Plant light
October 4, 2020 10:57 AM   Subscribe

I want to get a grow light for some herbs (no not that herb, not that there's anything wrong with that). I have potted basil, rosemary, and lavender that I will be moving inside soon. I'm just lazy enough to be the first thing that appears on amazon. Can I do better?
posted by falsedmitri to Home & Garden (7 answers total) 10 users marked this as a favorite
I have that exact light and I will say that the timer is wildly inaccurate AND you can’t set it up with an external plus type timer. I had to reset the timer about once a week or so if I wanted it to be in at approximately the same time every day. On the other hand my houseplants did seem to enjoy it last winter.
posted by mskyle at 11:30 AM on October 4, 2020 [1 favorite]

I have this light and I am very happy with it. It does not come with a timer, but that was a plus for me since I hooked it into a smart plug (I use lots of these for scheduling lights for aquariums and terrariums).

These lights mounted perfectly into a corner bookshelf that I have. I used a spade bit to drill out a hole to run the cables through and it is hidden by a facade so you can't see the cables or the fixtures. The LED doesn't get too warm while still providing 6400K light which my plants are very responsive to. I prefer the natural white light to the coloured grow lights because I can better admire my plants and doesn't put a weird coloured glow into my rooms.

SunBlaster is also a well respected brand of horticultural light. You won't have trouble getting replacements or even finding these lights at local suppliers, which may not be the case for many of the lights you will find for sale online.

I've actually been considering getting a few more of these to replace my existing undercabinet lighting in my kitchen now that the fluorescent lights have burned out. The plan is to setup a planter like this one to grow microgreens and herbs along the back third of my counter.
posted by forbiddencabinet at 1:07 PM on October 4, 2020 [2 favorites]

Timer/smartplug compatibility would be a big deal to me. Also, that redblue light is absolutely INSUFFERABLE in your eyeballs, it's just heinous for human consumption, it somehow triggers my misophonia but in my eyes. I accidentally bought one, ended up affixing it inside a green storage bin for seed-starting, and it makes the entire dining room glow red still, even through the green walls. In short, I hates it.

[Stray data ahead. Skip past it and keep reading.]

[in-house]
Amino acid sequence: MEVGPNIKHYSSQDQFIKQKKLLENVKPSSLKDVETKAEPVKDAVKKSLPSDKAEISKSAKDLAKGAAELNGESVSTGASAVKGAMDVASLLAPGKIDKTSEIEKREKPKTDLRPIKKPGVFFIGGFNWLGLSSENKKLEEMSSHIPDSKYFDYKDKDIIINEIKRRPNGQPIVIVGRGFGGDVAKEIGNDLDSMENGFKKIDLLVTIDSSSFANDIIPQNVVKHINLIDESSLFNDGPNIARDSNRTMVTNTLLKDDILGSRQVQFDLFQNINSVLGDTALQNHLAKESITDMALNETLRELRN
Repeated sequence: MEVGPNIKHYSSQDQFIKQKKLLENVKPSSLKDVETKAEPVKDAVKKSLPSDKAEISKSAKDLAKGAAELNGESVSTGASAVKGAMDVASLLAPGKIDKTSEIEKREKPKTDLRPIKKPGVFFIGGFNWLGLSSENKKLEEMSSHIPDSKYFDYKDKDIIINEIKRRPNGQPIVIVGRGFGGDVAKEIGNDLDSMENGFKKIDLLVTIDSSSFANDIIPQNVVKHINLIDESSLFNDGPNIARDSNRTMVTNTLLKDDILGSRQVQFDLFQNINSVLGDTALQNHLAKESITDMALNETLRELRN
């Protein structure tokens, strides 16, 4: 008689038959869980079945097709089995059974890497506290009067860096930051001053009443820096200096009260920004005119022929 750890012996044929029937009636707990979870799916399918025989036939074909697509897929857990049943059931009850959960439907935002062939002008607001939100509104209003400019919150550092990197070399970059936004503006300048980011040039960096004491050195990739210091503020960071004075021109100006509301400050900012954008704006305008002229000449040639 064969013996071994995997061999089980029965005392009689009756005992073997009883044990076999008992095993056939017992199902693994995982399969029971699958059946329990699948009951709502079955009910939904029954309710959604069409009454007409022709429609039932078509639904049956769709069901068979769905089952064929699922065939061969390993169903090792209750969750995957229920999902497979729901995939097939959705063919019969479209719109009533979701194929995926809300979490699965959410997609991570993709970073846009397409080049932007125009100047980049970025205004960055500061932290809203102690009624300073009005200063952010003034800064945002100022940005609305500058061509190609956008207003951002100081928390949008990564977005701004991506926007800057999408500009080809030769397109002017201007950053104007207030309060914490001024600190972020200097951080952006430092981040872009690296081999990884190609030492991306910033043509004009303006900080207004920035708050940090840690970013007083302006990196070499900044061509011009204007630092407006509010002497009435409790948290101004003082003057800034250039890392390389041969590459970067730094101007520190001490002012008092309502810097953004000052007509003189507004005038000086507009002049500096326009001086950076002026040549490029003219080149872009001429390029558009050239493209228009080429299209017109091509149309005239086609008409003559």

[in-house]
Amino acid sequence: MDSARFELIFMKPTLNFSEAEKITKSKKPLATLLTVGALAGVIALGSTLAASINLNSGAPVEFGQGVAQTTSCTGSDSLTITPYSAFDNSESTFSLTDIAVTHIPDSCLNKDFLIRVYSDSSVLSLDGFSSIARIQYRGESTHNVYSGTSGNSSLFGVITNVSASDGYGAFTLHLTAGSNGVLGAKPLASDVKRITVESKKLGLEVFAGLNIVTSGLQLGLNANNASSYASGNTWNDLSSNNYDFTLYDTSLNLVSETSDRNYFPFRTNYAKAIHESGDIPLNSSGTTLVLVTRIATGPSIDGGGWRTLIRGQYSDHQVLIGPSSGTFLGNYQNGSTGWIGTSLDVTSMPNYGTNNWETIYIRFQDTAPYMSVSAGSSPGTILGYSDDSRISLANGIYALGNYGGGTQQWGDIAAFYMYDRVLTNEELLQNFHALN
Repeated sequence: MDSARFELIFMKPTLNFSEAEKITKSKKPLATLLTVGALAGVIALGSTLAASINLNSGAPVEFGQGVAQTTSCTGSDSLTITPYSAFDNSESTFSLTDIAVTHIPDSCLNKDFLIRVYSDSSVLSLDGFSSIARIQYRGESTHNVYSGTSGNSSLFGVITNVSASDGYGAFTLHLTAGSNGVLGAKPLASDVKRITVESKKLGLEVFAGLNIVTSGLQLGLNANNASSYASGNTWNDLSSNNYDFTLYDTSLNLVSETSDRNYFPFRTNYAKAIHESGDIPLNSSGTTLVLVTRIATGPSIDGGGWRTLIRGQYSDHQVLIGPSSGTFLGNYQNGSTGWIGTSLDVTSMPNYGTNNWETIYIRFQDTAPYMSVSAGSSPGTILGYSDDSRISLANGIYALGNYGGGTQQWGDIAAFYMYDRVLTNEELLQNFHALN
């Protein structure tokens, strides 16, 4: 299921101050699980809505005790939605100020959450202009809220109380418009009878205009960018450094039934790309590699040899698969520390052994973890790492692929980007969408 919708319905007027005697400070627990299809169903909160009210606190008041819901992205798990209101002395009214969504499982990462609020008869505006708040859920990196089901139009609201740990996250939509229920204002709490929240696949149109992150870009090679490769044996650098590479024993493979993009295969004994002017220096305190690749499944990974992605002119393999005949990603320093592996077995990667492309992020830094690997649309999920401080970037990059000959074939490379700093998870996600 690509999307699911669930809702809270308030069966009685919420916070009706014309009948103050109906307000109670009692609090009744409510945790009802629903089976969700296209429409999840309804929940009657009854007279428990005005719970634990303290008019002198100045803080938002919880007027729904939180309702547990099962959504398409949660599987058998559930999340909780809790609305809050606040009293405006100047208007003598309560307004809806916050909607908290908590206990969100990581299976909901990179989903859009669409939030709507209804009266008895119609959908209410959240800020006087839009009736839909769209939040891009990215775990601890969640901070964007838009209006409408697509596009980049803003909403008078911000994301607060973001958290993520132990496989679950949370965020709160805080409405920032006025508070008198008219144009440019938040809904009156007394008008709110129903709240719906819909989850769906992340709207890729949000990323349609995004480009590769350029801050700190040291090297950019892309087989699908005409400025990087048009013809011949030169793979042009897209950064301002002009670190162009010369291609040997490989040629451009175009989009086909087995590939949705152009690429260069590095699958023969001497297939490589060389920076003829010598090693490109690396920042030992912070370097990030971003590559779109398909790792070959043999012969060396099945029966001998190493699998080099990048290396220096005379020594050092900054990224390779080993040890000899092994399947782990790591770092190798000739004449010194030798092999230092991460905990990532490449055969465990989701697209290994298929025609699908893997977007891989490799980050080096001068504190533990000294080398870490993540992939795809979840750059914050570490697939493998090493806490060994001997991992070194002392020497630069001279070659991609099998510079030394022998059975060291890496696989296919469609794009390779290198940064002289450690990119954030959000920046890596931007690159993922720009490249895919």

I'm really surprised that one of those little flexi-arm rigs can get you 80w, which is an impressive amount though keep in mind that's total over the 4 arms. You probably could keep herbs going under pairs of arms - note, though: you have to keep them trimmed short and close to the light, you can't put the light 2-3' above the leaves, and herbs being as they are you may want to continually seed more basil to get through the winter.

I take my indoor growing guidance from a youtube microgreen channel that does a lot of light tests, and I'm using the cheap Barrina lights they rec and link there, but note that they're almost 4 feet long. I would just advise you get the most watts you can but not in redblue and ideally something with a physical switch and not those cheap cycle-toggle LED switches. I have multiple photo and work lights with those cheap switches, and aside from the fact that they're always off after a power interruption (so you can't use an external timer) they fail so fast, so that the buttons get switched around or you have to disrupt power to get back to the beginning of the cycle, if they work at all.

For a plant corner or similar, I think I'd go with 1-3 daylight bulbs like this in floor lamps or hanging/clamped work lights. Before I bought the long work lights, the silver clamp lights were what I used for seed-starting and they worked fine, it's just that a single one has a pretty limited scope and I wanted more room for starting trays.
posted by Lyn Never at 1:27 PM on October 4, 2020 [2 favorites]

Best answer: Houseplant Journal is a great resource. I think he reviews that exact light and says it’s too weak for plants that require direct light (which your basil for sure would). Perhaps this other option could work?

You can also get a good grow bulb and put it in a regular fixture.

I’m not sure where you’re located but rosemary and lavender can definitely live outdoors through the winter in many parts of the US.
posted by bluedaisy at 3:10 PM on October 4, 2020 [2 favorites]

I have the Aerogarden, and the timer works flawlessly, I LOVE how it waters the plants automagically, and my herbs grow amazingly well.
I am not sure how easy it would be to move your potted plants into it, but starting from seeds just works.
posted by birdsquared at 8:20 PM on October 4, 2020 [1 favorite]

Response by poster: Following on to the idea of just buying a bulb (from bluedaisy):
The difference between these 2 is watts (9 vs 38) and prices ($11 vs $29)
Is that the only difference? Is there more expensive worth it?

GE BR30 Full Spectrum LED Grow Light Bulb for Indoor Plants, 9-Watt, Full, Balanced Lighting For Seeds & Greens

GE Lighting 93101232 Grow LED PAR38 Indoor Plants-32W, Full, Lighting for Seeds & Greens, PAR38, Balanced Spectrum

posted by falsedmitri at 9:28 PM on October 4, 2020

Best answer: The more expensive one is more powerful. Take a look at the "recommended use" photo of each. With the BR30, for high light plants (like basil), you are supposed to have it six inches over the plant and on for 18 hours. With the PAR38, you can have it 18 inches over the plant for 18 hours. So if you get the more powerful one, you can probably also have more plants under it.
posted by bluedaisy at 11:24 PM on October 4, 2020 [1 favorite]

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